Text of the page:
Mike Adapts to a Health Condition

Mike Learns About His Disability

At age 42, Mike was a sports reporter at a local newspaper. He had always dreamed of covering the Twins, but his job wasn’t that glamorous — he worked at a community newspaper, the kind of paper that ran pictures of lost pets. He made about $42,000 per year, which wasn’t a lot, but he wasn’t married and had no kids, so it paid the bills.

One of the perks of his job was that he had employer-sponsored health coverage, but last year during open enrollment, Mike noticed that the health insurance options had changed some and the out-of-pocket expenses for employees were higher than they used to be. He talked to the paper’s Human Resources manager, Kelly, and asked her why things had changed.

Kelly replied, “Mike, the options we are able to offer each year can change, depending on how much insurers want to charge. Since our newspaper is in tough financial shape, we can’t contribute more to the monthly premium. We’ve tried really hard to offer a set of insurance options for employees to choose from, depending on their situations. Look over this information about the plans offered through our company to see which makes the most sense for you financially. You may also want to check in with your doctors to see what insurance they take.”

Kelly motioned at the paperwork, “Some of these plans are cheaper than others, but not all doctors are on any given plan. Also, their copayments and deductibles vary, so depending on how often you go to the doctor, you may want to choose one plan or another. You’ll have to decide what is important to you and balance some things.”

Mike followed Kelly’s advice. Open enrollment lasted for a couple of weeks, so he took his time to compare the 3 plans his job offered. He noticed that the Health Maintenance Organization (HMO) plan his job offered was the cheapest and that sounded good to him. Then he checked with his doctor at the time, whom he liked and trusted. The doctor’s office threw him a curveball — the doctor didn’t take HMO customers. The only coverage offered by Mike’s employer that his doctor accepted was the Preferred Provider Organization (PPO) plan.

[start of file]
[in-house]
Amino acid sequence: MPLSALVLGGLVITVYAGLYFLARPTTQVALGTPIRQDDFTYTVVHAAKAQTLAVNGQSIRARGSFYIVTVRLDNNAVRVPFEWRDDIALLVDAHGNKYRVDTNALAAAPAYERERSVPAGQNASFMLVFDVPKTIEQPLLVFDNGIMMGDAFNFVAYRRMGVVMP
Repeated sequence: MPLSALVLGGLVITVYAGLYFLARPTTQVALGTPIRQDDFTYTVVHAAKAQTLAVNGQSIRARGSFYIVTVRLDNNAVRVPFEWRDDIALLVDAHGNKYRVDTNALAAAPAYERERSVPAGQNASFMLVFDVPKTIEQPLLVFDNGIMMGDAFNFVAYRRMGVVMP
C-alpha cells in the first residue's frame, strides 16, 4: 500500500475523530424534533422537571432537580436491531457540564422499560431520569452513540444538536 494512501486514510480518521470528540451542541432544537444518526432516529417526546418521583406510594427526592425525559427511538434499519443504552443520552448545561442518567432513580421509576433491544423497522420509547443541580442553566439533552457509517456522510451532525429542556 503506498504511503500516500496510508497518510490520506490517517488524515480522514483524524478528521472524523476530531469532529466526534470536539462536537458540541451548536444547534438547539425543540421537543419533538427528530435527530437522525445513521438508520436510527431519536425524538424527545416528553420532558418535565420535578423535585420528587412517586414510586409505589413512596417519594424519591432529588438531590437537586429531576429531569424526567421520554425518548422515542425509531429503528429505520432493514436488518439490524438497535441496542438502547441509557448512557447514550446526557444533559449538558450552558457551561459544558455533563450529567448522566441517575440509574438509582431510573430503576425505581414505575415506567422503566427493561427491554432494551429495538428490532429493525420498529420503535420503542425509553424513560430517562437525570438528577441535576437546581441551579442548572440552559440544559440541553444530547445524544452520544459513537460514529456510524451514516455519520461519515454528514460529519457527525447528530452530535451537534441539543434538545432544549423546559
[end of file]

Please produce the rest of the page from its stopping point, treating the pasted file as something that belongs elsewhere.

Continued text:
Mike decided he wanted the cheaper plan, so he went ahead and signed up for the HMO. Even though he’d have to find new doctors, he wasn’t too worried, because he didn’t go to the doctor often and didn’t care that much if he had to change doctors. Over the following months, his work went well enough — he covered whatever his editors told him to write about, be that field hockey, lacrosse, or high school football. It wasn’t exactly his dream job, but it was an honest living. And, if he kept it up, maybe someday he’d be able to get a job at a big city paper.

Then, Mike began feeling a weird, persistent numbness on his left side. At first, he thought it was just the aches and pains of aging, but after a couple of weeks, he realized it was something more and that it was getting worse, so he went to his new doctor. The doctor didn’t have good news for Mike: tests showed that he had brain lesions, an early indicator of multiple sclerosis (MS). MS is a gradually debilitating neurological disorder that causes people to shake and lose mobility.

The doctor did offer Mike hope. He didn’t think Mike’s condition would be so bad that the writer would need to completely stop working, but he did think that Mike would have to make some changes in his life. In addition to beginning physical therapy, the doctor also suggested that Mike get in touch with a support group that could help him adjust to his new status as a person with a disability.

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